When the Department of Defense realized that soldiers riding inside its new Mine-Resistant Ambush-Protected vehicles were still being injured by improvised explosive devices, it turned to the UVa Center for Applied Biomechanics for answers. Among other questions, the Pentagon wanted to know why the injuries were occurring, what could be done to prevent them and why they went unnoticed during initial testing.
A team of CAB researchers led by principal scientist Rob Salzar has begun answering these questions. "These are not the kinds of intrusion injuries you see in a typical accident," he says. "Because of the thickness of the armor, the floor might move just half an inch, but it’s been driven by 500 to 1,000 Gs of force. This causes complex injuries at the point of contact, the foot and ankle as well as the pelvis." CAB designed an underbody blast simulator to develop injury criteria for these explosions and is conducting biofidelity tests to support fast track development of a new crash test dummy for blasts. Next, CAB will focus on mitigating the blast effects to minimize injuries. "Our strengths are our understanding of the battery condition to humans in a variety of different environments and our ability to develop rigs that replicate them," Salzar says.
The main goal of the CAB is to increase soldier survivability and performance. Our research runs the gamut from blunt trauma to ballistics and blast. Our unique skills allow us to examine and prevent injuries from the cellular level, through to the body armor and helmet level, all the way to the occupant level.
Projects and Areas of Research
- Investigate the injury and response of vehicle occupants subjected to under-body blast. The work conducted will be used to create injury criteria for use in the development of injury mitigation strategies.
- Current anthropometric test devices (ATDs) have limited applicability to monitoring human response in a under-body blast environment and the development of appropriate countermeasures. For this reason, a comprehensive integrated research plan was developed to maximize currently available information and to coordinate the collection of appropriate tests that will be the basis for the design of Warrior Injury Assessment Manikin.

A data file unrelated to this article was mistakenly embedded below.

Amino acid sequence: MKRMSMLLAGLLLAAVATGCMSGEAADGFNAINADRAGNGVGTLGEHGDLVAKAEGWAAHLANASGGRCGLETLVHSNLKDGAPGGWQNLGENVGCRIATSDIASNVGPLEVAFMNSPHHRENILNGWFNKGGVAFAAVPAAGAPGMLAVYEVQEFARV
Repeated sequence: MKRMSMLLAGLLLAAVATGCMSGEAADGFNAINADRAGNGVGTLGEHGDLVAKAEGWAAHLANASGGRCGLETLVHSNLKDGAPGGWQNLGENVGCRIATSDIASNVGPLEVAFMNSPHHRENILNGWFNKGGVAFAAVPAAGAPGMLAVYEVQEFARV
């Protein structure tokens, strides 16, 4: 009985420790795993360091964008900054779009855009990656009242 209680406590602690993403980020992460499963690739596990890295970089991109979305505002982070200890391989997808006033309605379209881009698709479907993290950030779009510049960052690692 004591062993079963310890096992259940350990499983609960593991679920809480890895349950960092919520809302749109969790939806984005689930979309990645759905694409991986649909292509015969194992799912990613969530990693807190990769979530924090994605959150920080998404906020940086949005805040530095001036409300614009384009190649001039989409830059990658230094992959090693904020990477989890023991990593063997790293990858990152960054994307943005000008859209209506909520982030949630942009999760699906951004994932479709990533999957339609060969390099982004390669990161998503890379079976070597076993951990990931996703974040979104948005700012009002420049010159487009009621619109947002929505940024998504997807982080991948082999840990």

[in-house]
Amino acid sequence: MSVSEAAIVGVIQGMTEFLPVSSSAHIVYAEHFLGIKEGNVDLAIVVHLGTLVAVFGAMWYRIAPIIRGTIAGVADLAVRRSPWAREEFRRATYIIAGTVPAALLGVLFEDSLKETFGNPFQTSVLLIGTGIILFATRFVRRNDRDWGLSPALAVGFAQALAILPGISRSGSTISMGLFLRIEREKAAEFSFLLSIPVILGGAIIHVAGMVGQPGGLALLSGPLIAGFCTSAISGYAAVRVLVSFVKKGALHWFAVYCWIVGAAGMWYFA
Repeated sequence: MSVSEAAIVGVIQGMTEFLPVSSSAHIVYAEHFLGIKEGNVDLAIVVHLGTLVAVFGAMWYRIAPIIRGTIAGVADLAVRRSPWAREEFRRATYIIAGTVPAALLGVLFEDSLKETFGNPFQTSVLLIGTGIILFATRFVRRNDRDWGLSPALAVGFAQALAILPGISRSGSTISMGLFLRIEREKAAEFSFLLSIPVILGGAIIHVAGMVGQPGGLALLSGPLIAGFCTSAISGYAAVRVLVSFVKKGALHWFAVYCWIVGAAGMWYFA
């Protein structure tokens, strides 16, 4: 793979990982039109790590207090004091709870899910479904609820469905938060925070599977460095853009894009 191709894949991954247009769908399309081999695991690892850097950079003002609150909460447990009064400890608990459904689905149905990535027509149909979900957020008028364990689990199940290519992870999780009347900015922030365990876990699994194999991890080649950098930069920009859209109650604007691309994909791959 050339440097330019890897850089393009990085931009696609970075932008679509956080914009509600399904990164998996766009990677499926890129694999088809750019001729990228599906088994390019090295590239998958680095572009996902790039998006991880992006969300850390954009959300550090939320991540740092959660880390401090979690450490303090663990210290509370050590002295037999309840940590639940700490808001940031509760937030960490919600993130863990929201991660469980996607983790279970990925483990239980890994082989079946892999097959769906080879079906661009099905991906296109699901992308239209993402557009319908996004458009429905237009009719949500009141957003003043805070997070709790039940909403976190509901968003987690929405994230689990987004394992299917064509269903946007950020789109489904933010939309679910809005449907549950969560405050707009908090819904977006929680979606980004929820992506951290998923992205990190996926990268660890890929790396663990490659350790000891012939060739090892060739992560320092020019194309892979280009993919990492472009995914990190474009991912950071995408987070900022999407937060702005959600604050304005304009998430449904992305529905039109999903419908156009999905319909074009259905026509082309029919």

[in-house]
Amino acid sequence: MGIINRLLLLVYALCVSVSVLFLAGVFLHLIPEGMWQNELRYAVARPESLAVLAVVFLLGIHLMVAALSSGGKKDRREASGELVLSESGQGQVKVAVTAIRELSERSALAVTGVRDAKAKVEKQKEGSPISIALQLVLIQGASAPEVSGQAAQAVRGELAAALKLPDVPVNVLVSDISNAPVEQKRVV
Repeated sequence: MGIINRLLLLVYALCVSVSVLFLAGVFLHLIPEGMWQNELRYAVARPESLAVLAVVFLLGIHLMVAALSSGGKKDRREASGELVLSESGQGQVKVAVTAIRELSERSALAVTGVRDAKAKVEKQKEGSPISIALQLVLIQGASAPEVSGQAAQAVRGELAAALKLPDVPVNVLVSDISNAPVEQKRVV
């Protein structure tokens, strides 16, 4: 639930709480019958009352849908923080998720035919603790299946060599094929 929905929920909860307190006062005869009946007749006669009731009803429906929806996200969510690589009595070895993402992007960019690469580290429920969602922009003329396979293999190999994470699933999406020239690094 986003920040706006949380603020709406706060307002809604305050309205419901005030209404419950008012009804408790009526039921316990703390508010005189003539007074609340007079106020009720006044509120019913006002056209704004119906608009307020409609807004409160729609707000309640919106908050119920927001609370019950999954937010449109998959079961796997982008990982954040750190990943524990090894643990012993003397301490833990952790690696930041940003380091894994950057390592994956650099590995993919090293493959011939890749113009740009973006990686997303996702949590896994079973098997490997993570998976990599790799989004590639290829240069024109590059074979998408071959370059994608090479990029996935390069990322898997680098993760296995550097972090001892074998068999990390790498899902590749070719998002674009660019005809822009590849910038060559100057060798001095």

- Characterize the high rate material property changes of the brain due to acute blunt trauma.
- Advances in propulsion technology have created the necessity to increase the acceleration pulse associated with aircraft seat ejections to the highest levels tolerable in order to ensure that the aviator is ejected in time. The increased ejection rates have resulted in numerous spinal injuries from an ejection loading that is directed vertically along the spine. The Center for Applied Biomechanics has been tasked with characterizing the kinematics of an ejection seat occupant.(ONR-NAVAIR)
- High rate material characterization of through thickness skull bone for material response.
- High g/shock head sensor development for improved monitoring of air craft occupants to TBI exposure
Sponsors and Collaborators
- Army Research Lab (ARL)
- Duke University
- United States Army Aeromedical Laboratory (USAARL)
- United States Department of Defense-Army Medical Research Acquisition Activity (AMRAA)
- Johns Hopkins Applied Physics Lab (APL)
- Office of Naval Research (ONR)
- United States Navy Naval Air Systems Command (NAVAIR)
- United States Department of Defense-Medical Research and Materiel Command (MRMC)
- Air Force Research Lab (AFRL)